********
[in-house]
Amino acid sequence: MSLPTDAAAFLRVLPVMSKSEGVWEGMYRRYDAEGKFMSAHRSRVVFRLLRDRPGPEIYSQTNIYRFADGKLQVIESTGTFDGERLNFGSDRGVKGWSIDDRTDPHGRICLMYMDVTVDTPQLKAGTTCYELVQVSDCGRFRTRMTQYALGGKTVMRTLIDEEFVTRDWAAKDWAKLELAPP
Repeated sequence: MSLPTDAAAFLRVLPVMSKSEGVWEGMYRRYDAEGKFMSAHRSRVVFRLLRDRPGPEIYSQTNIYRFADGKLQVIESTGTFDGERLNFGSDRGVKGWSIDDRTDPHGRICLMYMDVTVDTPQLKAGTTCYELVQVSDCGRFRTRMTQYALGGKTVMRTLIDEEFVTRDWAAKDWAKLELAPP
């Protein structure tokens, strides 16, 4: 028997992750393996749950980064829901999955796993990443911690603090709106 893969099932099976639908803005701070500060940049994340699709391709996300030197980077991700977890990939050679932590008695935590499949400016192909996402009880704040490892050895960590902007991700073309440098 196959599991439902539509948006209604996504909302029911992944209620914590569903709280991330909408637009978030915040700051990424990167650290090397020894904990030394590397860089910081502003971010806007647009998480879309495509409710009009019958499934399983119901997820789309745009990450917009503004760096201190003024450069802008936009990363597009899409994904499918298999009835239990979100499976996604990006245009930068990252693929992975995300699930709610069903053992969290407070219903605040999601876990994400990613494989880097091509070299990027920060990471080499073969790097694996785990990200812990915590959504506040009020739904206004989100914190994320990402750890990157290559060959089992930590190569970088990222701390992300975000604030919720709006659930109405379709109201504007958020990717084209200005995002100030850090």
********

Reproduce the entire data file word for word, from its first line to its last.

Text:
[in-house]
Amino acid sequence: MSLPTDAAAFLRVLPVMSKSEGVWEGMYRRYDAEGKFMSAHRSRVVFRLLRDRPGPEIYSQTNIYRFADGKLQVIESTGTFDGERLNFGSDRGVKGWSIDDRTDPHGRICLMYMDVTVDTPQLKAGTTCYELVQVSDCGRFRTRMTQYALGGKTVMRTLIDEEFVTRDWAAKDWAKLELAPP
Repeated sequence: MSLPTDAAAFLRVLPVMSKSEGVWEGMYRRYDAEGKFMSAHRSRVVFRLLRDRPGPEIYSQTNIYRFADGKLQVIESTGTFDGERLNFGSDRGVKGWSIDDRTDPHGRICLMYMDVTVDTPQLKAGTTCYELVQVSDCGRFRTRMTQYALGGKTVMRTLIDEEFVTRDWAAKDWAKLELAPP
């Protein structure tokens, strides 16, 4: 028997992750393996749950980064829901999955796993990443911690603090709106 893969099932099976639908803005701070500060940049994340699709391709996300030197980077991700977890990939050679932590008695935590499949400016192909996402009880704040490892050895960590902007991700073309440098 196959599991439902539509948006209604996504909302029911992944209620914590569903709280991330909408637009978030915040700051990424990167650290090397020894904990030394590397860089910081502003971010806007647009998480879309495509409710009009019958499934399983119901997820789309745009990450917009503004760096201190003024450069802008936009990363597009899409994904499918298999009835239990979100499976996604990006245009930068990252693929992975995300699930709610069903053992969290407070219903605040999601876990994400990613494989880097091509070299990027920060990471080499073969790097694996785990990200812990915590959504506040009020739904206004989100914190994320990402750890990157290559060959089992930590190569970088990222701390992300975000604030919720709006659930109405379709109201504007958020990717084209200005995002100030850090």